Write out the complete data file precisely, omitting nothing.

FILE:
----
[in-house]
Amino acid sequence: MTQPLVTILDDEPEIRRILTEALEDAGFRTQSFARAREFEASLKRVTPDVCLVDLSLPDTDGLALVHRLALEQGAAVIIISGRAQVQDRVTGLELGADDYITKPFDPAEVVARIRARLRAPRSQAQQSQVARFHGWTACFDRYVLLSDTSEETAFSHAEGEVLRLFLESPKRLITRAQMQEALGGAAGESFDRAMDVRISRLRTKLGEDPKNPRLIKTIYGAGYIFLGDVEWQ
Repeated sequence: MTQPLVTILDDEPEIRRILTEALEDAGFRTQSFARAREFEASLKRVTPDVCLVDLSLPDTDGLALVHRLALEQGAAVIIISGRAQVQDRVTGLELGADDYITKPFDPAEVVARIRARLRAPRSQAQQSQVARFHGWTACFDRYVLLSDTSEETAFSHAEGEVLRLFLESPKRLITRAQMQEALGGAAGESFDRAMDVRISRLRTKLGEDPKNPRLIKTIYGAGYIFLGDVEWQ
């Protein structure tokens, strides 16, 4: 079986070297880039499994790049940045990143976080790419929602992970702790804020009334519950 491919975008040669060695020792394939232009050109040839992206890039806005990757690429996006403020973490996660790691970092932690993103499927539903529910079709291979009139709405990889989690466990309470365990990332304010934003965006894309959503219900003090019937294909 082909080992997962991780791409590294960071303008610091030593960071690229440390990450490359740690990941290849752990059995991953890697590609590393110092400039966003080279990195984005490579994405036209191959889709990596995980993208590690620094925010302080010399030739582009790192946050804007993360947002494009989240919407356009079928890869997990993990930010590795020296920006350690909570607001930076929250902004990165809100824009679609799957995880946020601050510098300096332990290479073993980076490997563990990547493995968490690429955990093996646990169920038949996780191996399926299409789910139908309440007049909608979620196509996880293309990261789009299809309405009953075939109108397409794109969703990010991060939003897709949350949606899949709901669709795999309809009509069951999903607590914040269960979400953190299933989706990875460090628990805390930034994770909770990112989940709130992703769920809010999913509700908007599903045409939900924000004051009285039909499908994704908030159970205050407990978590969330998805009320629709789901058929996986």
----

[in-house]
Amino acid sequence: MTQPLVTILDDEPEIRRILTEALEDAGFRTQSFARAREFEASLKRVTPDVCLVDLSLPDTDGLALVHRLALEQGAAVIIISGRAQVQDRVTGLELGADDYITKPFDPAEVVARIRARLRAPRSQAQQSQVARFHGWTACFDRYVLLSDTSEETAFSHAEGEVLRLFLESPKRLITRAQMQEALGGAAGESFDRAMDVRISRLRTKLGEDPKNPRLIKTIYGAGYIFLGDVEWQ
Repeated sequence: MTQPLVTILDDEPEIRRILTEALEDAGFRTQSFARAREFEASLKRVTPDVCLVDLSLPDTDGLALVHRLALEQGAAVIIISGRAQVQDRVTGLELGADDYITKPFDPAEVVARIRARLRAPRSQAQQSQVARFHGWTACFDRYVLLSDTSEETAFSHAEGEVLRLFLESPKRLITRAQMQEALGGAAGESFDRAMDVRISRLRTKLGEDPKNPRLIKTIYGAGYIFLGDVEWQ
């Protein structure tokens, strides 16, 4: 079986070297880039499994790049940045990143976080790419929602992970702790804020009334519950 491919975008040669060695020792394939232009050109040839992206890039806005990757690429996006403020973490996660790691970092932690993103499927539903529910079709291979009139709405990889989690466990309470365990990332304010934003965006894309959503219900003090019937294909 082909080992997962991780791409590294960071303008610091030593960071690229440390990450490359740690990941290849752990059995991953890697590609590393110092400039966003080279990195984005490579994405036209191959889709990596995980993208590690620094925010302080010399030739582009790192946050804007993360947002494009989240919407356009079928890869997990993990930010590795020296920006350690909570607001930076929250902004990165809100824009679609799957995880946020601050510098300096332990290479073993980076490997563990990547493995968490690429955990093996646990169920038949996780191996399926299409789910139908309440007049909608979620196509996880293309990261789009299809309405009953075939109108397409794109969703990010991060939003897709949350949606899949709901669709795999309809009509069951999903607590914040269960979400953190299933989706990875460090628990805390930034994770909770990112989940709130992703769920809010999913509700908007599903045409939900924000004051009285039909499908994704908030159970205050407990978590969330998805009320629709789901058929996986």